When you can show off your confidence, listen effectively, and say things which can’t be taken out of context, there’s a high chance of success. Remote dating leads to relationship fails and results in loneliness. People who feel alone sink into depression and their quality of life (mentally) takes a massive hit.

Technology Is Harming Your Health. Here’s How

Friendship Backslide

Thankfully, everyone has a core group of friends and family they can count on in desperate times. If you start to feel a little down, there is someone there to offer support and guidance. At least 98% of Americans have one true best friend with the average number of friends hitting nine. That’s a lot of men and women to share with and vent your emotions.

However, it’s on the decline. In the 80s and 90s, the figure was as high as ten and the number of people who felt they could talk openly with their friends was 2.94. By 2004, this had dropped to 2.08 and the figure is set to go lower thanks to technology. There aren’t enough hours in a day to multitask and technology seems to take priority as a result. For anyone wondering why this is an issue, consider how humans recover. Whether it’s a residential detox program or a good cry, there is always somebody there to pick up the pieces.

As friends drop by the wayside, you might not get the same level of emotional satisfaction as before. Aside from loneliness, there’s a chance you might turn to dangerous substitutes such as drugs to fill the void. And, without a support group, it’s hard to kick the habit.


Multitasking is often held up as a skill. The ability to do two things at once suggests you’re an efficient and effective person. After all, you get through more tasks on the to-do and don’t need as much time. The thing is, multitasking is terrible for the brain and the body as it causes both to lose focus. When this happens, some side-effects impact your health on a whole new scale.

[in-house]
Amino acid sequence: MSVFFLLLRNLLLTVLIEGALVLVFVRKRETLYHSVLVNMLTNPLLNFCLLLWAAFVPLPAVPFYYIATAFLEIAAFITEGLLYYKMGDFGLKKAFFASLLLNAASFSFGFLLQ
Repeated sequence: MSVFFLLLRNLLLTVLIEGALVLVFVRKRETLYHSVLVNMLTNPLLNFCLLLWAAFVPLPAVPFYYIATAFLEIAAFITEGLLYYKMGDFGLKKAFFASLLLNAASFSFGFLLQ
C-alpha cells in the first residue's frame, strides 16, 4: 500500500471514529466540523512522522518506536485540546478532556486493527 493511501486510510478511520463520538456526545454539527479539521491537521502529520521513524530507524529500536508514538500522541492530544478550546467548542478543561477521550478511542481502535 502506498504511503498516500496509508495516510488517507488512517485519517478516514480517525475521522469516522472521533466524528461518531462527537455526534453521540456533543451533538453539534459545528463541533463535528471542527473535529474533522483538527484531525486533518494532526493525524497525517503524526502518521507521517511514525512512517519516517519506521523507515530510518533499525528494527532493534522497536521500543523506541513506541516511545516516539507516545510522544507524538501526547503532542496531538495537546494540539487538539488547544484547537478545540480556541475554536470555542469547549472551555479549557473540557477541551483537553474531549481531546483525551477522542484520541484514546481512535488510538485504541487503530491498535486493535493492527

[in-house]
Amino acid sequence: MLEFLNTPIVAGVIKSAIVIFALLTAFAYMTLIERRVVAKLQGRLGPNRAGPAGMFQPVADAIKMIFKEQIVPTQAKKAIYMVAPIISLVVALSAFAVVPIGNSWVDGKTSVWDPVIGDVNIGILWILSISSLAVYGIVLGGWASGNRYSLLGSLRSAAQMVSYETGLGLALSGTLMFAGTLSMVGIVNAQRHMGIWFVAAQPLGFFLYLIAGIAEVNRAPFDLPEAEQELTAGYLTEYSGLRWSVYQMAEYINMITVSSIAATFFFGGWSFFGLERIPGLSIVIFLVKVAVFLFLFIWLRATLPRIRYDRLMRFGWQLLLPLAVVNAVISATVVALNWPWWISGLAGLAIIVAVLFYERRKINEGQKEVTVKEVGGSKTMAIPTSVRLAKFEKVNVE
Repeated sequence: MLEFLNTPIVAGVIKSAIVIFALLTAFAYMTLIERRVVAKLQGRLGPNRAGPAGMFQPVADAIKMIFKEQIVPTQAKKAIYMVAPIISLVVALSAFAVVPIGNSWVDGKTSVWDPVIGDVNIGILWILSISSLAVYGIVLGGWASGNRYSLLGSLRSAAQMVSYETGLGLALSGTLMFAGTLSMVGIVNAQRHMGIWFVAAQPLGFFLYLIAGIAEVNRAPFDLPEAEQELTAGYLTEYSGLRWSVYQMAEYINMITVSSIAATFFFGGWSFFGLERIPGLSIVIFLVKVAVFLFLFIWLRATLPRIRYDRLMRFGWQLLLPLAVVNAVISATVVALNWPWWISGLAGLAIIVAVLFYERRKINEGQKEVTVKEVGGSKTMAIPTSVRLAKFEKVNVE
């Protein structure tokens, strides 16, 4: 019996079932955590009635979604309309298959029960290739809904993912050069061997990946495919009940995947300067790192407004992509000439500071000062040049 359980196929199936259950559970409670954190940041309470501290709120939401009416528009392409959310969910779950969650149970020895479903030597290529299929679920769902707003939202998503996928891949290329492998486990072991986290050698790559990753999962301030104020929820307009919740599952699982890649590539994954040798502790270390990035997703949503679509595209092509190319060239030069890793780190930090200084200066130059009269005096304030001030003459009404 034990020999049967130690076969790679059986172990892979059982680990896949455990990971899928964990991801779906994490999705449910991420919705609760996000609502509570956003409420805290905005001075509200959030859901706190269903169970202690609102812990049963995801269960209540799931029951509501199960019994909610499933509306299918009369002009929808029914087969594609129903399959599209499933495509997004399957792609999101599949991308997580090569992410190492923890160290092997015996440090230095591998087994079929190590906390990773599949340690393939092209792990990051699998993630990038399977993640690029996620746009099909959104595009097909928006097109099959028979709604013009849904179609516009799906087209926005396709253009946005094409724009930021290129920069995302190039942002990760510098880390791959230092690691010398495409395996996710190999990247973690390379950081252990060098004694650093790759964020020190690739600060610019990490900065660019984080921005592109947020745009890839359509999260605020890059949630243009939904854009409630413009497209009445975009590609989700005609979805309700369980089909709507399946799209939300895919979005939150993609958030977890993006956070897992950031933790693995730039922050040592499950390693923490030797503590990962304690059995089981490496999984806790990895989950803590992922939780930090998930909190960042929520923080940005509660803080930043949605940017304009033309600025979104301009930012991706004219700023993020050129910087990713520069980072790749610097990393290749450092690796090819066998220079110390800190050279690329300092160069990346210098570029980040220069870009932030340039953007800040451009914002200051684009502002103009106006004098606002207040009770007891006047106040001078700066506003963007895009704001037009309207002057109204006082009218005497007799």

Let’s look at the physical effects first. You go to the gym after tearing yourself away from the TV and jump on a treadmill. During the workout, you can’t help looking at the phone and checking your messages or the latest news updates. As a result, you don’t burn as many calories as you need to in order to stop gaining weight. Looking at your cell and playing on an app is more fun, so you do that instead.

From a mental aspect, multitasking causes you to suffer from the pressure of completing lots of tasks. With tons of deadlines to hit, you’re always thinking about the next target and the consequences of missing it. Often, this leads the body to produce cortisol and boost your stress levels through the roof. Stress is a silent killer and leads to lots of problems from heart disease to insomnia and the signs of aging. The last one isn’t only a cosmetic issue. People who look older on the outside will have aged on the inside too and their life expectancy will drop.

How To Negate The Effects

Thankfully, you’re not a lost cause because you like to use your iPad on a regular basis. Although it isn’t great for your health, it is reversible if you make a few changes to your lifestyle. That way, you can use technology responsibly while putting your wellbeing first. So, what are the options?

–    Monitor your usage: The only way to tell if you have an issue is to monitor how often you use tech. Once you have a figure, a reduction in how long you use your devices should help. A complete ban is another method if you think you should go cold turkey.

–    Find Alternatives: One way to deal with an addiction or a compulsion is to find a replacement. The key is to stop doing things remotely and to go retro. From reading books to playing sports, you can do these things without the help of a Kindle of video games.

–    Turn It Off: Tech is addictive because it alerts you to notifications. With that in mind, turn off the phone or put it on silent. An excellent feature of most smartphones is the “do not disturb” option.

Technology Is Harming Your Health. Here’s How

Remember that using technology is about finding a perfect balance.

Technology Is Harming Your Health. Here’s How



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About Us

Hi friend!

I’m Marian Mitchell, Health Coach, Chronic Illness Warrior, Mom, and Food Lover. I help you navigate the food and lifestyle side of Chronic Disease Management with coaching, meal plans, recipes, podcast, and this blog. You can thrive without eating the same 4 things every day. I’m here to show you how.